Who Casts the Vision?

“The senior pastor casts the vision.” Some churches adopt a vision cast by the senior pastor. At Saginaw United Methodist Church, we’re different.

First, this leadership axiom is complicated by setting because SUMC does not have a senior pastor. SUMC has Co-senior pastors. My wife, Estee, and I are both ordained in the UMC and appointed to share single appointment. Not two appointments, but one. We split responsibilities; she has worship, communications and stewardship and I have trustees, finance, and lay leadership. We split the preaching. But vision casting is rather difficult to assign. Rather than one of us casting the vision and the other following, we decided the co-senior pastor was not the vision caster at SUMC. Instead, we decided to listen to the people of the church.

The vision would come from God through the people of SUMC.

Here is what happened:

First, we created a Discernment Team. The Discernment Team (DT) was a new committee tasked with creating a visioning process called Holy Conversations. The DT was seeded by the Lay Leadership Team and was full of people you might identify as “introverted” and/or “mystical”. Put another way, not the people who were already in leadership in the church.

The DT used the book Holy Conversations as a source to guide their work. The end game was for the team to help the church establish five year goals. The process had three basic movements built around three basic questions: Who are we? Who is our neighbor? What is God calling us to do/be in this chapter of our lives?


As you can see from this image of the timeline used, this process was not quick. In fact it took over 18 months from the creation to the DT to the adoption of the goals! This process requires grit and patience. It requires a slow and steady movement forward. It requires trust that the next step will be more clear when you complete the current step. This process was one of trust between one another, God and the work of the Holy Spirit.

In the end, SUMC adopted six goals that are our “Holy Focus” for the next five years. They are not ground breaking. You may read this list and think, “It too you all that long to come up with that?! I could do that in 2 weeks!” And you would be correct. The process was not so much for the creation of the goals, but the building of trust and communication and a framework for future conversations. The “Holy Focus” for SUMC are:

  1. Creating a snack sack ministry with a school
  2. Create local mission teams
  3. Create a small group ministry
  4. Develop a new worship service
  5. See a 50% drop in the number of people having their water turned off by the city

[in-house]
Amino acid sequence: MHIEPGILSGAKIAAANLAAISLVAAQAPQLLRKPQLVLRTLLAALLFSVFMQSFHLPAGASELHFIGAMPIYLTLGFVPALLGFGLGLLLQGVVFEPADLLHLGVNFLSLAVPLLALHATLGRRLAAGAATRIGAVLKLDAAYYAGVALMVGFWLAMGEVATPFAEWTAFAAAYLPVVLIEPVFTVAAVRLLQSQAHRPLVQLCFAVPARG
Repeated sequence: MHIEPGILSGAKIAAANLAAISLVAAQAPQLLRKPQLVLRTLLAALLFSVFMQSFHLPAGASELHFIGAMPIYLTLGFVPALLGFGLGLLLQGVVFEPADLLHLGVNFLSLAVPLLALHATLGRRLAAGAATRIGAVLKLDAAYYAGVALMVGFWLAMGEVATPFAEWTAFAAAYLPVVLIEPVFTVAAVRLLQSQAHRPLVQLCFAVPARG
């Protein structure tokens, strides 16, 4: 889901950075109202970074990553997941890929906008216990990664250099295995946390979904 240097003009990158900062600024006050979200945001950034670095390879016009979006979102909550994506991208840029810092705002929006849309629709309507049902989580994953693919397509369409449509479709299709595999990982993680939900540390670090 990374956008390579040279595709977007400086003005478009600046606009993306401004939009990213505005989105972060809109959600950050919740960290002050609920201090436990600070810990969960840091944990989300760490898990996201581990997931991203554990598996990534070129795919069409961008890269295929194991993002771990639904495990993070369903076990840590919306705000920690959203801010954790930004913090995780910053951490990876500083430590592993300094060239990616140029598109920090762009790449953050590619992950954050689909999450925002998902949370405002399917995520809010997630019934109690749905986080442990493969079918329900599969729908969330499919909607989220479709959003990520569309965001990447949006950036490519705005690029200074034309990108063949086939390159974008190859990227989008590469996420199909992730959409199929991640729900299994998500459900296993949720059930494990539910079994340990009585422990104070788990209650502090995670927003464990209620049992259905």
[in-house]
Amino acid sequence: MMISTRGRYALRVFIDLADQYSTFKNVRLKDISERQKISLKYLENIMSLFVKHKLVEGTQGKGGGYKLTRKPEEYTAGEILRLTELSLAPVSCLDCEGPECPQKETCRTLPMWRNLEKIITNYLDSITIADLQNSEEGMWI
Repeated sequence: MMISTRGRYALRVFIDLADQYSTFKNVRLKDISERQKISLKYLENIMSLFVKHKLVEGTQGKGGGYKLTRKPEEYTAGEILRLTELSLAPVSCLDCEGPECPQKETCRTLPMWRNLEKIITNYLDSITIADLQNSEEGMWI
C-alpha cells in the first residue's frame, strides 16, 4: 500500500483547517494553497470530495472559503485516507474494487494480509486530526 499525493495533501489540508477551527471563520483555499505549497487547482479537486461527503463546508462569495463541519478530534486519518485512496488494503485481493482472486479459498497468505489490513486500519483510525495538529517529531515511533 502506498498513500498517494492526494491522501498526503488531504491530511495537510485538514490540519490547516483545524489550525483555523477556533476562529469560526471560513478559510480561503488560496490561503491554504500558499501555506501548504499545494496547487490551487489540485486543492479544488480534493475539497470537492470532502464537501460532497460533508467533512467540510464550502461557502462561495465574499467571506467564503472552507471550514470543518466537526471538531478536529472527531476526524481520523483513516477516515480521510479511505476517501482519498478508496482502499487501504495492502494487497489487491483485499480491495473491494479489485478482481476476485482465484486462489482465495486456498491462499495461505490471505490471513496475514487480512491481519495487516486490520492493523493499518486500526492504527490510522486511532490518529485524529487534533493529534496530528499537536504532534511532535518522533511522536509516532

6. Build a resource bridge connecting those with services with those in need

Now that the Holy Focus is set, we have a task force for each one of the goals. Task forces have support from the staff and the church for resources and prayer, and are given permission to work toward the goal in the way they understand to be best.


Once the task forces were up and going, it took another three months for SUMC to be ready to pack 200 weekend backpacks for the coming school year! Our plan was to start with 200 weekend snack backpacks, but excitement and passion for ministry was so great that we were able to assemble 600 snack packs for hungry children at a local school. The numbers of people in leadership, taking on responsibilities for the Holy Focus has been growing, along with greater excitement toward the next steps of mission and ministry (measured by worship attendance and dollars given as crude measurements).

The vision came from God through the process of Holy Conversations. The vision belongs to the people of SUMC. The vision is not dependant upon the pastors to cast. The vision does not live or die with the work of one person. There is broad buy-in and participation.

This is a story of how “a vision shared is a vision achieved.” It is a story of how the Sr. Pastor does not have to be the “vision caster” in order for a church to flourish. It is a story of how we can use the institution to create a movement rather than holding the movement hostage to institutional needs. It is a story of how God uses the imagination of the whole church to bring the church into greater relationships.

If you are a church leader and are interested to learn more about SUMC’s process of community vision casting, I would be happy to visit with you and respond to any questions you may have.


I feel my call is rooted in a sense of helping cultivate and create the culture known as the Kingdom of God. I hope to help people discover the power we each have given to us by God to be creators and cultivators of God’s culture. My wife, Estee Valendy, and I co-pastor Saginaw United Methodist Church and we share the joy and privilege of being the parents of our sons, Jude and Evan. I also write at jasonvalendy.net